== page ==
Use this URL to cite or link to this record in EThOS: http://ethos.bl.uk/OrderDetails.do?uin=uk.bl.ethos.647819
Title: The evolution of behaviour : a genetic approach
Author: Parker, Darren J.
ISNI:       0000 0004 5347 1527
Awarding Body: University of St Andrews
Current Institution: University of St Andrews
Date of Award: 2015
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Abstract:
In this thesis I investigated the genetic basis of several behaviours to answer questions surrounding the evolution and mechanistic basis of behaviour. Firstly, I took a single-gene approach to investigate the influence of fruitless (fru) on the courtship behaviour of Drosophila. fru is an alternatively-spliced transcription factor that is necessary for the production of male sexual behaviours, and has also been implicated in producing species-specific differences in courtship song. I investigated the patterns of selection acting on fru at the sequence level and found that positive selection was restricted to the alternatively spliced exons of fru. From this I hypothesised that the positively selected changes in fru would contribute to species-specific differences in courtship song. To test this I examined how isoform-specific fru loss-of-function mutants influence courtship song, and generated “species-swapped” flies whereby regions of fru that showed evidence for positive selection were transferred from four species of Drosophila, into D. melanogaster. Contrary to prediction, I found flies that lacked isoforms containing positively selected regions did not show any differences in courtship song. Unfortunately “species-swapped” flies were not generated in time to examine phenotypes and neuroanatomy as intended. Next, I examined the genetic basis of cold acclimation in two species of Drosophila using a transcriptomic approach. I found that the genes differentially expressed in response to cold acclimation were largely different in each of the species; however, the biological processes they were involved in were broadly similar. Finally, I investigated the transcriptomic changes associated with parental care in the burying beetle Nicrophorus vespilloides to determine if males and females alter the genes they express when parenting alone versus with a partner. I found that males greatly reduced their transcriptional response when parenting with a partner, suggesting they reduce the care they provide when present with a female.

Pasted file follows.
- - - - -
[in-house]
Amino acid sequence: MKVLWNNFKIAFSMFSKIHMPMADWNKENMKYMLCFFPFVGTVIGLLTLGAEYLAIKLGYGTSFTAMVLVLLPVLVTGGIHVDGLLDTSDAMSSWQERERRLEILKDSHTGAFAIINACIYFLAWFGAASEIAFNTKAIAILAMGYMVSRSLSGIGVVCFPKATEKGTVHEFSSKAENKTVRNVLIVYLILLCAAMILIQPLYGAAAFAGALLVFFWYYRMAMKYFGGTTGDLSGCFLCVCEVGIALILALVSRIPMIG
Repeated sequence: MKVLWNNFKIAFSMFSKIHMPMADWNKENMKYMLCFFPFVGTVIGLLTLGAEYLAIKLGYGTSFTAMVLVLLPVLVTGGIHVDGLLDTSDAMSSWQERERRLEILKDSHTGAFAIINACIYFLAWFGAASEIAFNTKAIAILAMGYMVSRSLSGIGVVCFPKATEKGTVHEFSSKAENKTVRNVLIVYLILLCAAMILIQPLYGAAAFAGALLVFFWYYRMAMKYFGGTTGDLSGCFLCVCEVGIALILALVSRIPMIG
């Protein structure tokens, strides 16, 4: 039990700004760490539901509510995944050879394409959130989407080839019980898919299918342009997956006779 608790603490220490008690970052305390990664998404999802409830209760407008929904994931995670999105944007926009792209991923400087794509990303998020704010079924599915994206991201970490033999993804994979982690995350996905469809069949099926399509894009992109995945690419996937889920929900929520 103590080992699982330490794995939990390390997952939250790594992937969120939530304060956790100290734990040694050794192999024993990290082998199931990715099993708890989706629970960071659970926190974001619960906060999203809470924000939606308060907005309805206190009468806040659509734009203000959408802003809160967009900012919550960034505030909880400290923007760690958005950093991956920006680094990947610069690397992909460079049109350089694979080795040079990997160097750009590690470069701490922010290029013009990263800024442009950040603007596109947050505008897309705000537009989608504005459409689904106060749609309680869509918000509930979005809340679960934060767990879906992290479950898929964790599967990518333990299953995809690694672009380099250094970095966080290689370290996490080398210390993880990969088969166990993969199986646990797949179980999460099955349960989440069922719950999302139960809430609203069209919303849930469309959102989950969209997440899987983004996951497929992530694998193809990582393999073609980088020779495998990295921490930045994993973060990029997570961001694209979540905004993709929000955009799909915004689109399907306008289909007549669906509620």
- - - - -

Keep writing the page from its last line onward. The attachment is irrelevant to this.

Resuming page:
Supervisor: Ritchie, Michael G. Sponsor: Natural Environment Research Council (NERC)
Qualification Name: Thesis (Ph.D.) Qualification Level: Doctoral
EThOS ID: uk.bl.ethos.647819  DOI: Not available
Keywords: Evolution ; Behaviour ; Genetics ; Drosophila ; Nicrophorus ; QL537.D76P2 ; Drosophila--Behavior--Genetic aspects ; Drosophila--Behavior--Evolution ; Courtship in animals ; Burying beetles
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